MEXICO CITY — The alleged bodies of two "non-human beings" were presented during a congressional hearing in Mexico, generating a mixture of surprise, disbelief and ridicule on social media on Wednesday.
The purported mummified remains were exhibited in two small display cases on Tuesday -- the first time the Mexican Congress has officially addressed the issue of possible extraterrestrial life.
The alleged corpses, which had a grayish color and facial features similar to humans, were brought by Jaime Maussan, a controversial Mexican journalist and researcher who reported finding them in Peru in 2017.
"They are non-human beings. We don't want to call them extraterrestrials because we don't know," Maussan said during the session called by ruling party lawmaker Sergio Gutierrez, who defended the event as being in the "public interest."
Maussan cited carbon dating analysis by the National Autonomous University of Mexico that he said showed "these beings are around 1,000 years old."
The university's physics institute confirmed in a statement that it had carried out tests but only to determine the age and not the origin of the specimens.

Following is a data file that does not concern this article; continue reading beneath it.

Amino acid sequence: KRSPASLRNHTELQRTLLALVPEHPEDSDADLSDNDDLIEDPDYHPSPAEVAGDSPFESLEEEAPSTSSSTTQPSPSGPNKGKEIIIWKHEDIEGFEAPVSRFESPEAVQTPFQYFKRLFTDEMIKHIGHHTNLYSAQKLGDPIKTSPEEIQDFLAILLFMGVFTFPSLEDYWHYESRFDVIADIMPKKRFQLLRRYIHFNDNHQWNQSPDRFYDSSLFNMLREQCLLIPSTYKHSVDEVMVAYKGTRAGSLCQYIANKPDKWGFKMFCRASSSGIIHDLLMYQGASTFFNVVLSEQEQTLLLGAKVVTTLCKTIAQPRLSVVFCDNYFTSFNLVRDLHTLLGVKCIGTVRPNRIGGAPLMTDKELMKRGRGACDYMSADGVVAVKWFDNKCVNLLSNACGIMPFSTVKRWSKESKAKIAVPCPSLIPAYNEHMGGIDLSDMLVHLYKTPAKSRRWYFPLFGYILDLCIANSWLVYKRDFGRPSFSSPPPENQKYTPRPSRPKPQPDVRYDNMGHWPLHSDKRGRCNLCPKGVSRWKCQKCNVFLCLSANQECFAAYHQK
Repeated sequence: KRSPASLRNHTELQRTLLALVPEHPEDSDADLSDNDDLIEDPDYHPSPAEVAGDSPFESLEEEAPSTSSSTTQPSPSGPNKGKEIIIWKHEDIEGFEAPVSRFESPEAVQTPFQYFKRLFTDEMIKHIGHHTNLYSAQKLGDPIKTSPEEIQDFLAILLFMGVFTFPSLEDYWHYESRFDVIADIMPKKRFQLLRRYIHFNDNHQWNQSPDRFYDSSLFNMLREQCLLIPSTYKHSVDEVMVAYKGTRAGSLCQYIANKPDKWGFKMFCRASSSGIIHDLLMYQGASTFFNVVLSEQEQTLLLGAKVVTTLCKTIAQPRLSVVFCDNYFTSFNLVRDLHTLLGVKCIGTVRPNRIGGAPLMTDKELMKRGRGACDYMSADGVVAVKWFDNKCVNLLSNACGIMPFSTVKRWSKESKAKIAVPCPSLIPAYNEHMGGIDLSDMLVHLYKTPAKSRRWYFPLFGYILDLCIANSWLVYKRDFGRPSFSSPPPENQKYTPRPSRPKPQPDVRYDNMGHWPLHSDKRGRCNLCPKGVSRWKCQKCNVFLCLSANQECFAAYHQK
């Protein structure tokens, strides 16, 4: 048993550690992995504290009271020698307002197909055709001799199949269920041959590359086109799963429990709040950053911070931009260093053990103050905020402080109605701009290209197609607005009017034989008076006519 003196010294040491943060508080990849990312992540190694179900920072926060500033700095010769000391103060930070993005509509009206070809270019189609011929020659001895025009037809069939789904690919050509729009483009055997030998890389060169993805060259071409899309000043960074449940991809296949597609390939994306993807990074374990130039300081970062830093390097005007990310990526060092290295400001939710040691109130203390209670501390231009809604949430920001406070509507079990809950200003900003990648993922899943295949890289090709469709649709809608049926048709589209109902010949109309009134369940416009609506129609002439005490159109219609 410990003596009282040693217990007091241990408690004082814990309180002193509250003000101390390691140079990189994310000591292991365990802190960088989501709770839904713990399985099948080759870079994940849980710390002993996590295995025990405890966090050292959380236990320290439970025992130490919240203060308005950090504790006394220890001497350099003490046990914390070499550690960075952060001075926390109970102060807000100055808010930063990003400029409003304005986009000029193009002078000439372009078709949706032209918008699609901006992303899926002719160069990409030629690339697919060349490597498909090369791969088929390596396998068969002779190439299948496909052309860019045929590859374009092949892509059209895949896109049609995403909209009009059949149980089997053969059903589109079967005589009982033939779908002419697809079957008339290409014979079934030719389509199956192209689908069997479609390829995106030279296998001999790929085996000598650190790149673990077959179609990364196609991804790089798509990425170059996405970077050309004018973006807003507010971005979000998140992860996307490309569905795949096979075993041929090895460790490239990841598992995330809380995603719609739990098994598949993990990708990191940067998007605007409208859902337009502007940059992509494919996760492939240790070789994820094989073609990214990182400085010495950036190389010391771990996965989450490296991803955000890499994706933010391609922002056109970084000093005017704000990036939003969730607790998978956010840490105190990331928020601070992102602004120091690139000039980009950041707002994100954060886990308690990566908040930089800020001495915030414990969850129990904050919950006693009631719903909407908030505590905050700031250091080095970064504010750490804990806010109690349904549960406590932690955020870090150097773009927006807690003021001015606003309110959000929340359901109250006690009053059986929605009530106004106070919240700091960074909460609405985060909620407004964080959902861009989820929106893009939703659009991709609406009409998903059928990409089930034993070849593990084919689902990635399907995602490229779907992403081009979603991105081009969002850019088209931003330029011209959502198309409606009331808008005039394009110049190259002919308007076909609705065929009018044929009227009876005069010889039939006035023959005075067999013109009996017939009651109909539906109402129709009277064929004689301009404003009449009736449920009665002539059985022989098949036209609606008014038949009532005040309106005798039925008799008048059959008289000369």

Its laboratory "distances itself from any subsequent use, interpretation or misrepresentation made with the results it issues," a statement said.
During the hearing, Gutierrez asked the speakers to swear to tell the truth.
He said Maussan requested the session after a US congressional committee in July was told by a former intelligence official that humans were not alone in the universe and American authorities were covering up the evidence.
In May, the US space agency NASA held its first public meeting on the issue, and urged a more rigorous scientific approach to clarify the origin of so-called unidentified anomalous phenomena (UAPs).
The Mexican hearing generated both astonishment and mockery, including jokes accompanied by photos of the alien creature in the movie "E.T."
The event "shows the contempt that this country has for science," one user wrote on the social media platform X, formerly called Twitter.
Others shared videos of the event with the words "The Martians have arrived," while there was a tongue-in-cheek call for Maussan to be named "president of intergalactic relations."
© Agence France-Presse